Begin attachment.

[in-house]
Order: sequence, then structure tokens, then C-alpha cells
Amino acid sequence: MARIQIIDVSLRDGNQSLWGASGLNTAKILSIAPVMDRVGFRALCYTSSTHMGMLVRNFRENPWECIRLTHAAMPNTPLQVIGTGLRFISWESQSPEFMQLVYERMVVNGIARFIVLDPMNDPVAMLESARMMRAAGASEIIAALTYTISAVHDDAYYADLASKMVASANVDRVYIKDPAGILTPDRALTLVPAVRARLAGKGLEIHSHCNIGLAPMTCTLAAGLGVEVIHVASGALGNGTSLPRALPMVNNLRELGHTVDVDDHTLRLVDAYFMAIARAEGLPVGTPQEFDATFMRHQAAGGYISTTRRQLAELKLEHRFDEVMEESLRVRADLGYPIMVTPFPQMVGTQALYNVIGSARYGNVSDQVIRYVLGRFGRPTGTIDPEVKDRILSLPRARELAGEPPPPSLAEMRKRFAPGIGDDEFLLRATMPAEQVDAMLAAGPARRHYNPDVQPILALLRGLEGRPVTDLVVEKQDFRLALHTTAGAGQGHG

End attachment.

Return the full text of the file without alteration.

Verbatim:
[in-house]
Order: sequence, then structure tokens, then C-alpha cells
Amino acid sequence: MARIQIIDVSLRDGNQSLWGASGLNTAKILSIAPVMDRVGFRALCYTSSTHMGMLVRNFRENPWECIRLTHAAMPNTPLQVIGTGLRFISWESQSPEFMQLVYERMVVNGIARFIVLDPMNDPVAMLESARMMRAAGASEIIAALTYTISAVHDDAYYADLASKMVASANVDRVYIKDPAGILTPDRALTLVPAVRARLAGKGLEIHSHCNIGLAPMTCTLAAGLGVEVIHVASGALGNGTSLPRALPMVNNLRELGHTVDVDDHTLRLVDAYFMAIARAEGLPVGTPQEFDATFMRHQAAGGYISTTRRQLAELKLEHRFDEVMEESLRVRADLGYPIMVTPFPQMVGTQALYNVIGSARYGNVSDQVIRYVLGRFGRPTGTIDPEVKDRILSLPRARELAGEPPPPSLAEMRKRFAPGIGDDEFLLRATMPAEQVDAMLAAGPARRHYNPDVQPILALLRGLEGRPVTDLVVEKQDFRLALHTTAGAGQGHG